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Keywords:

  • food webs;
  • habitat use;
  • movements;
  • shark nursery;
  • trophic ecology;
  • δ13C

Summary

  1. Understanding how natural and anthropogenic drivers affect extant food webs is critical to predicting the impacts of climate change and habitat alterations on ecosystem dynamics.
  2. In the Florida Everglades, seasonal reductions in freshwater flow and precipitation lead to annual migrations of aquatic taxa from marsh habitats to deep-water refugia in estuaries. The timing and intensity of freshwater reductions, however, will be modified by ongoing ecosystem restoration and predicted climate change.
  3. Understanding the importance of seasonally pulsed resources to predators is critical to predicting the impacts of management and climate change on their populations. As with many large predators, however, it is difficult to determine to what extent predators like bull sharks (Carcharhinus leucas) in the coastal Everglades make use of prey pulses currently.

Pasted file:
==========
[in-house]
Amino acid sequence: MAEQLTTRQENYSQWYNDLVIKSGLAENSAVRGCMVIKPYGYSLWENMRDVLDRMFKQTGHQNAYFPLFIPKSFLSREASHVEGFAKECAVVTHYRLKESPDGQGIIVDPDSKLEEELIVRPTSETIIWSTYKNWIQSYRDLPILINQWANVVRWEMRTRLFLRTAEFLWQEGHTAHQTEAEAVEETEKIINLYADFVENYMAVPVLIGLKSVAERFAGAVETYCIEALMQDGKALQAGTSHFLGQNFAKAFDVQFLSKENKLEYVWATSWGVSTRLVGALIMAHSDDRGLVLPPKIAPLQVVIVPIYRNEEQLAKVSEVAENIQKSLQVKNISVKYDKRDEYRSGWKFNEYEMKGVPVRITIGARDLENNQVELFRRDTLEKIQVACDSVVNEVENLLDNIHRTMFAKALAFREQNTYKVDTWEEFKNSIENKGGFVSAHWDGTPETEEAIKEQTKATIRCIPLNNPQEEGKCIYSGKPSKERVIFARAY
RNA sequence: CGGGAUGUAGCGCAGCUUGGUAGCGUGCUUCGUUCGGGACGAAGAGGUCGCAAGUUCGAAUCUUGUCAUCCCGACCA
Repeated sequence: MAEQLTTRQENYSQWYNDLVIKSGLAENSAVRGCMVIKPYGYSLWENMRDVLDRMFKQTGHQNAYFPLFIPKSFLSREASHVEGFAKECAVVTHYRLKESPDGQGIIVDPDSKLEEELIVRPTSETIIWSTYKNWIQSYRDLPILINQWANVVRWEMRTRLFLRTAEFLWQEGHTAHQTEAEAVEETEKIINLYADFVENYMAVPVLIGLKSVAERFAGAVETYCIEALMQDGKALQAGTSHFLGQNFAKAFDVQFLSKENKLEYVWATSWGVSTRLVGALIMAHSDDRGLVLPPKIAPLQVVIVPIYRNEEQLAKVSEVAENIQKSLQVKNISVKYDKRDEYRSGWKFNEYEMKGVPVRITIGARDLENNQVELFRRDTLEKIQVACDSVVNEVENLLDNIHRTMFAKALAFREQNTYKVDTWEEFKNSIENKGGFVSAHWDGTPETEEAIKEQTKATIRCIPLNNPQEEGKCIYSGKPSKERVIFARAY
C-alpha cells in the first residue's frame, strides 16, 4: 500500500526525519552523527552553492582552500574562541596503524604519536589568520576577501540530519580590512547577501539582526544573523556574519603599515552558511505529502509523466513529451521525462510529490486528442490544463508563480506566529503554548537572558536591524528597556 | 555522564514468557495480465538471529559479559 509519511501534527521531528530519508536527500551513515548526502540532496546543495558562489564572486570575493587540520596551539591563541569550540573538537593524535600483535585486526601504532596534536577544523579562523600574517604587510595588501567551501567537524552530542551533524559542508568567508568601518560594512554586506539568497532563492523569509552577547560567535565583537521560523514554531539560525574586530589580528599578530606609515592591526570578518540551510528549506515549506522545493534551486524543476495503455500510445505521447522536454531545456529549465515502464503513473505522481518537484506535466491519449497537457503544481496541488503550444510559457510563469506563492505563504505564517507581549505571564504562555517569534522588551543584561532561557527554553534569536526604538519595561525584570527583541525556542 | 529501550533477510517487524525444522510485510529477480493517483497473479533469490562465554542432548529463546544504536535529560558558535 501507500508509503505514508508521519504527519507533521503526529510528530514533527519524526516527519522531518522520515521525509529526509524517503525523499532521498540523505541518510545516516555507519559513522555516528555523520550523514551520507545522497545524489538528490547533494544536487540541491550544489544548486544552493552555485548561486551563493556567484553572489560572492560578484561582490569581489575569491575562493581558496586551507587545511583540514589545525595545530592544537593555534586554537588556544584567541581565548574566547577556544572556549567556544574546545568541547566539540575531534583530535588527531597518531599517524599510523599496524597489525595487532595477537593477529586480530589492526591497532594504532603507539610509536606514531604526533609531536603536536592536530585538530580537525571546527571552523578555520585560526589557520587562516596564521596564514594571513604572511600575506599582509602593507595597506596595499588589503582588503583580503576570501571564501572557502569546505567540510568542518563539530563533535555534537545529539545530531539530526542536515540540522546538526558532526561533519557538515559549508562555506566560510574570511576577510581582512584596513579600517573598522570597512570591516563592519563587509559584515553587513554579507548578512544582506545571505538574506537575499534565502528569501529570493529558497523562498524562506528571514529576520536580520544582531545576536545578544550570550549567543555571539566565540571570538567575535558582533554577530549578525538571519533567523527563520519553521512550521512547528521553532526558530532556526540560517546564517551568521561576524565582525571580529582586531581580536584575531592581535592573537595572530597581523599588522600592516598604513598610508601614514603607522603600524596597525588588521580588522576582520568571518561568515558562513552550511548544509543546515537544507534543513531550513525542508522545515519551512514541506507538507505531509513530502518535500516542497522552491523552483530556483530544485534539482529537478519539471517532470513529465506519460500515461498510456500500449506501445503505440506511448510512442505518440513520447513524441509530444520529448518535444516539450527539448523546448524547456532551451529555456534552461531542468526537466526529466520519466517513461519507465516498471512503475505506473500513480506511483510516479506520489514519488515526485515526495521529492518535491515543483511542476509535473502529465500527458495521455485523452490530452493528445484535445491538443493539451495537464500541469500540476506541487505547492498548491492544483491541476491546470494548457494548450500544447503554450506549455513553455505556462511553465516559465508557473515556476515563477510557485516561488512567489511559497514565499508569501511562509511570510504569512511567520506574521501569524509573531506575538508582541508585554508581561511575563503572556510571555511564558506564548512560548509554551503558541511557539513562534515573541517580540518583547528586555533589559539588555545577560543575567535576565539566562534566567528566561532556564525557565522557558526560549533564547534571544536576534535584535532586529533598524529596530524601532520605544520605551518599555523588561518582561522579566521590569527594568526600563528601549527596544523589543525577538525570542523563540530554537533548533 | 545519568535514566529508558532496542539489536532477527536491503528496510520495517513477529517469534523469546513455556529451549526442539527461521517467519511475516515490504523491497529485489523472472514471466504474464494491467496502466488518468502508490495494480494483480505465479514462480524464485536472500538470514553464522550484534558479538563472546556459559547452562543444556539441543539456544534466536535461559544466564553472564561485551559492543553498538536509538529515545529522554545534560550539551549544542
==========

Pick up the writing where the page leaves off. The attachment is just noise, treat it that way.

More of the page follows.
4. We used passive acoustic telemetry to determine whether shark movements responded to the pulse of marsh prey. To investigate the possibility that sharks fed on marsh prey, we modelled the predicted dynamics of stable isotope values in bull shark blood and plasma under different assumptions of temporal variability in shark diets and physiological dynamics of tissue turnover and isotopic discrimination.
  5. Bull sharks increased their use of upstream channels during the late dry season, and although our previous work shows long-term specialization in the diets of sharks, stable isotope values suggested that some individuals adjusted their diets to take advantage of prey entering the system from the marsh, and as such this may be an important resource for the nursery.
  6. Restoration efforts are predicted to increase hydroperiods and marsh water levels, likely shifting the timing, duration and intensity of prey pulses, which could have negative consequences for the bull shark population and/or induce shifts in behaviour.
  7. Understanding the factors influencing the propensity to specialize or adopt more flexible trophic interactions will be an important step in fully understanding the ecological role of predators and how ecological roles may vary with environmental and anthropogenic changes.